Every Christmas season, an estimated 3.6 million Japanese families treat themselves to Kentucky Fried Chicken, in what has become a nationwide tradition.
After opening his first shop, KFC’s Col. Sanders got in a shootout with a local competitor. His opponent shot a bystander and was eventually convicted of murder, ultimately eliminating Sander’s local competition.
Koreans eat about 600 million chickens per year and Korean fried chicken (or KFC) and beer is so popular that its facination has spread to China via Korean soap operas. A Chinese company once flew all 4500 of its employees to Korea so they all can have KFC and beer.
Dave Thomas, the founder of the successful fast food chain, Wendy’s, worked at KFC prior to Wendy’s and was responsible for the red and white striped chicken bucket design.
During his time with Colonel Sanders, Dave worked tirelessly to help create brand recognition, understanding that the more the customer believed in your brand, the more loyal they would be to your business. Dave recommended that KFC trim down their menu so that the company could focus on a signature dish that would distinguish them against their competitors. He also thought up the red-and-white-striped chicken bucket and the revolving sign designed to look like the bucket. He pressed the Colonel to appear in more commercials for the brand, believing that if the consumer knew and could relate to him, they would be more likely to develop an affinity for the brand.
Colonel Sanders was once a successful lawyer, but his legal career ended when he got into a courtroom brawl with his client.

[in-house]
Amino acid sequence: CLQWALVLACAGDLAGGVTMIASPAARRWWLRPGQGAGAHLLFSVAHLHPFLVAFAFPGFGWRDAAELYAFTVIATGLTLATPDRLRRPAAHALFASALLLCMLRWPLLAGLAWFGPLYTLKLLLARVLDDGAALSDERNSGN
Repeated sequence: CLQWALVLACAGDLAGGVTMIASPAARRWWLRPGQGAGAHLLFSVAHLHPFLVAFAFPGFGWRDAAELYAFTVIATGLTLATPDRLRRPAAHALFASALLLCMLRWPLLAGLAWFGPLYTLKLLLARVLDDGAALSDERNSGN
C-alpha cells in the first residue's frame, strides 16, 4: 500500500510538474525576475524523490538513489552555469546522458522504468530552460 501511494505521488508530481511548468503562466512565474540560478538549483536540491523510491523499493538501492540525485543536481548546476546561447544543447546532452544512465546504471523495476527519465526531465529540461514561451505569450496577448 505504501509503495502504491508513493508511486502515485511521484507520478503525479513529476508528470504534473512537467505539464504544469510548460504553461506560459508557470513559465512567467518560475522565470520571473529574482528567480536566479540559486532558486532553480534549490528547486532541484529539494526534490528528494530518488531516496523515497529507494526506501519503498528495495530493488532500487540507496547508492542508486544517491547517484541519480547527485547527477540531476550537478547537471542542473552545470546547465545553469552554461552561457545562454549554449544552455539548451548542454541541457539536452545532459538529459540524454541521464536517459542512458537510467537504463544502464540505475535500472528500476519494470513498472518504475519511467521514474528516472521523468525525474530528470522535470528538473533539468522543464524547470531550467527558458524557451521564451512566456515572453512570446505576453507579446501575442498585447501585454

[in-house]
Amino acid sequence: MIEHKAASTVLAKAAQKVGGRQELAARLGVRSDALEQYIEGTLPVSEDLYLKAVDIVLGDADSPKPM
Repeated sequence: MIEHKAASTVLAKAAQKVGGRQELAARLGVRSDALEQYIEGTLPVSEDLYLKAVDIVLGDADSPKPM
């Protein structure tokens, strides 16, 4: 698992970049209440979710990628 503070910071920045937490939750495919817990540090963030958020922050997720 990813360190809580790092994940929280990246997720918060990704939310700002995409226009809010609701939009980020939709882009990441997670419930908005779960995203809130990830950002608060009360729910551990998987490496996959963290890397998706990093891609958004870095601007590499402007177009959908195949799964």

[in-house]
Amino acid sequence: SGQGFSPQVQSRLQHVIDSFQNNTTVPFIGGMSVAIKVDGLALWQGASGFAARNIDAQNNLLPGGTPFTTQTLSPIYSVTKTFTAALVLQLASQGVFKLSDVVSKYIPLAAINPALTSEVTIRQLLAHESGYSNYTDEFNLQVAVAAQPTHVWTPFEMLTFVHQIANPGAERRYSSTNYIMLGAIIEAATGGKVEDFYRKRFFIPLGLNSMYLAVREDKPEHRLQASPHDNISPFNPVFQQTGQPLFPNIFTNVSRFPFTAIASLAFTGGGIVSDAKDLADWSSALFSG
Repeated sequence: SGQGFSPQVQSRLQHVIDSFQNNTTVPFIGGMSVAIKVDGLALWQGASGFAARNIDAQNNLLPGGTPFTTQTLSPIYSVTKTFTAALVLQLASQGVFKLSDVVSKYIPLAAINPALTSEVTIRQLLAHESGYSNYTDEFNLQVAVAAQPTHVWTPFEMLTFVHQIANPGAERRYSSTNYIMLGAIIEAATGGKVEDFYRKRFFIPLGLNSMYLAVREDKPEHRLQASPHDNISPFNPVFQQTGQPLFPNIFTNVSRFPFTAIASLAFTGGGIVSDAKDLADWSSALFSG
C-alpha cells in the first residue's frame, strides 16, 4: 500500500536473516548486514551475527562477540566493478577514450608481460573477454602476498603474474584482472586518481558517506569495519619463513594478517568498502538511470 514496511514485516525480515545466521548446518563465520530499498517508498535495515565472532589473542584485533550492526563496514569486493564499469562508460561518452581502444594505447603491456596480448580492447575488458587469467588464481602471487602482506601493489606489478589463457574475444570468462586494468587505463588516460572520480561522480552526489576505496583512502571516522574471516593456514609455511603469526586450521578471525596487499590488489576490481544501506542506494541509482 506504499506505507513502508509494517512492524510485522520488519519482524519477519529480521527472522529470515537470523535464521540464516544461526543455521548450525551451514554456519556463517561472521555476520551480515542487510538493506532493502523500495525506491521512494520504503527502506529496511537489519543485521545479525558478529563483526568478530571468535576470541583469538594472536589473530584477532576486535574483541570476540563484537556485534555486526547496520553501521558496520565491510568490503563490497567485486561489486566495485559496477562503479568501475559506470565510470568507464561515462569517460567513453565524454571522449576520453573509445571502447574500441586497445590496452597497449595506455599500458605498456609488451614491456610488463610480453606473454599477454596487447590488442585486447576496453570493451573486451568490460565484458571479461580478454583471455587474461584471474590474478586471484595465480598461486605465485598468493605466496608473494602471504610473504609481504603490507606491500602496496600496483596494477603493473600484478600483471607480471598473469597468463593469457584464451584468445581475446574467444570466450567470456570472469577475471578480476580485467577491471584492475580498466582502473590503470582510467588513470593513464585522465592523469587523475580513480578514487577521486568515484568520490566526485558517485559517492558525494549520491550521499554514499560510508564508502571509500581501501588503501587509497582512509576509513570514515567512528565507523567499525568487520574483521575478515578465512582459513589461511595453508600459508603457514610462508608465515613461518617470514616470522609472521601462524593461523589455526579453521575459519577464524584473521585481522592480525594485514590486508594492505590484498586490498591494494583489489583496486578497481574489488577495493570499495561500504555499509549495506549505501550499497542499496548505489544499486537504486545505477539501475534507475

Colonel Sanders made surprise visits to KFC restaurants. If dissatisfied with the food he threw it to the floor while cursing out the employees.
The secret blend of 11 herbs and spices that made KFC famous is sold by Marion-Kay Spices under the name “99-X”.
Colonel Sanders got fired from a dozen jobs; was a lawyer who once assaulted his own client in court; started a restaurant that when went out of business and found himself broke at the age of 65. That’s when he started KFC.
The most popular Christmas dinner tradition in Japan is to eat fried chicken from Kentucky Fried Chicken.
Colonel Sanders, as he got older, wasn’t a fan of KFC. According to the Consumerist, in the 1970s, Sanders commented publicly that KFC’s gravy reminded him of “sludge” and the mashed potatoes of “wallpaper paste.” KFC ended up suing its founder, but lost. Why? In part, because, as the court found, “the assertion that the chicken served by Kentucky Fried Chicken Corp. was not prepared exactly according to Sanders’ original recipe was not defamatory. It is almost inevitable that at least slight deviations would occur. Indeed, prospective customers would expect that.”